USTA 12s Nationals

On The Hunt: Get to Know 11-year-old Longines Future Tennis Aces Competitor Adam Neff

(May 28, 2013) After winning the USTA Boys’ 12s Spring Nationals last month, 11-year-old Adam Neff has earned a spot to compete against hopefuls from fifteen other countries in the Longines Future Tennis Aces event in Paris, France from May 30-June 1.

One look at Neff and you can hardly believe he is only 11 years old. Having grown ten inches over the past year to a height of 5’8” (173cm), his coach of four years, Lance Luciani, laughs at the thought that his pupil will soon tower over him. In fact, doctors anticipate he will grow to a height closer to 6’5” (196cm) by the time he’s done growing, and according to Luciani, he is looking to develop Neff into a similar body type of former world No. 1 Marat Safin.

Neff’s trip back to Paris, this time for the Longines event, signals a “second chance” for the young player as he attempts to redeem himself. Earlier this year while traveling to a junior tournament with his coach, Neff came down with a bad case of Norovirus, and was unable to eat for 10 days, losing 13 pounds. Not surprisingly, he lost in the first round “and it really hurt Adam because he lost to someone he probably shouldn’t have lost to,” Luciani offered. “He felt bad that it happened, and when he heard about the Longines event and how the winner of the 12s Nationals had an automatic bid, he said that it was his chance to go back (to Europe).”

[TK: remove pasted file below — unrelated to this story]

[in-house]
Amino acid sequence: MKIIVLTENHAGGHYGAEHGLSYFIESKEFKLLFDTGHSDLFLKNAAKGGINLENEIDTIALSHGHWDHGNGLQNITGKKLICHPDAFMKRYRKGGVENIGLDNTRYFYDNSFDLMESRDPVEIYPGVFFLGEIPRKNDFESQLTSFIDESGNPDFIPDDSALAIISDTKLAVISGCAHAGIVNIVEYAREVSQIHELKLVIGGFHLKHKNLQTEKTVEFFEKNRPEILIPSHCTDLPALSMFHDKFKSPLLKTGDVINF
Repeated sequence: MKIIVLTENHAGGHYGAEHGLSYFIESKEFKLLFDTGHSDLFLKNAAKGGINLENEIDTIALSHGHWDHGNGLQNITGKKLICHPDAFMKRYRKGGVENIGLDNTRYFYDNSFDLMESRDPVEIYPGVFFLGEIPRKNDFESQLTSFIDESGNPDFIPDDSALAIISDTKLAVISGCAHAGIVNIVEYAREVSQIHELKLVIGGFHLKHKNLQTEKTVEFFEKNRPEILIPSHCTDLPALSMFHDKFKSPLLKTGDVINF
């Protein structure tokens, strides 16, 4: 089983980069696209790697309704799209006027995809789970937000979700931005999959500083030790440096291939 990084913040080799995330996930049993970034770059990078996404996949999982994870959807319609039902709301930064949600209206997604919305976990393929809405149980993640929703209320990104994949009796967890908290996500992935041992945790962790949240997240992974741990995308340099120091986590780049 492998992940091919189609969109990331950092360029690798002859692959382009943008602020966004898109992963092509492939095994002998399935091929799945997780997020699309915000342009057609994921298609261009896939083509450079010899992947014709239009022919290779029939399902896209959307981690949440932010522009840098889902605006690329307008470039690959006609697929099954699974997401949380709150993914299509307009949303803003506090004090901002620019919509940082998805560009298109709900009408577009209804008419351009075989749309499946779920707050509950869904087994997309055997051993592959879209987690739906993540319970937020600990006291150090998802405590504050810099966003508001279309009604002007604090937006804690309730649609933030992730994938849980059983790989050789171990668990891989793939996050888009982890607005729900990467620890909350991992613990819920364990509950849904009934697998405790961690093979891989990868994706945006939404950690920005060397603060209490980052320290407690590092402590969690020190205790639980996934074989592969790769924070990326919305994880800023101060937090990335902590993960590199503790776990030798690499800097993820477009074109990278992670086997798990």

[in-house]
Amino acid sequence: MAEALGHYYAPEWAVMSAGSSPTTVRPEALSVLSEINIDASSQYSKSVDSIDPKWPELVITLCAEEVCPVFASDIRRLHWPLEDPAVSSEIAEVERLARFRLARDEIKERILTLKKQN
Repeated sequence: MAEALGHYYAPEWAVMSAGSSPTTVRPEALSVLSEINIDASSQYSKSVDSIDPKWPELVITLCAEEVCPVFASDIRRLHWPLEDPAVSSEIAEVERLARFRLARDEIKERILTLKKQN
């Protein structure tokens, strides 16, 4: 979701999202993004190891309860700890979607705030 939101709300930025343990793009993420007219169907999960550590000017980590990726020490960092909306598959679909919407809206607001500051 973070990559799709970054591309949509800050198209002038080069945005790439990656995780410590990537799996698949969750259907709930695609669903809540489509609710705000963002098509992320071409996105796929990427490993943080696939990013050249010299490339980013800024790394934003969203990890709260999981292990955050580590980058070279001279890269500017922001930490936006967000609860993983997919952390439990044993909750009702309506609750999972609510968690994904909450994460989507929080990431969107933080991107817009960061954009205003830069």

At the 12s Nationals, Neff didn’t drop a set en route to the title, guaranteeing him the all-expense paid trip back to France this week.

Pupil and coach began working together shortly after Luciani’s ten year stint at the IMG Academies teaching students strategy and tactics, including several current professional tennis players, and Luciani jokes about his already four-year partnership with Neff:

“You can only coach a kid for that long if you like the kid, and Adam is a really nice young gentleman.”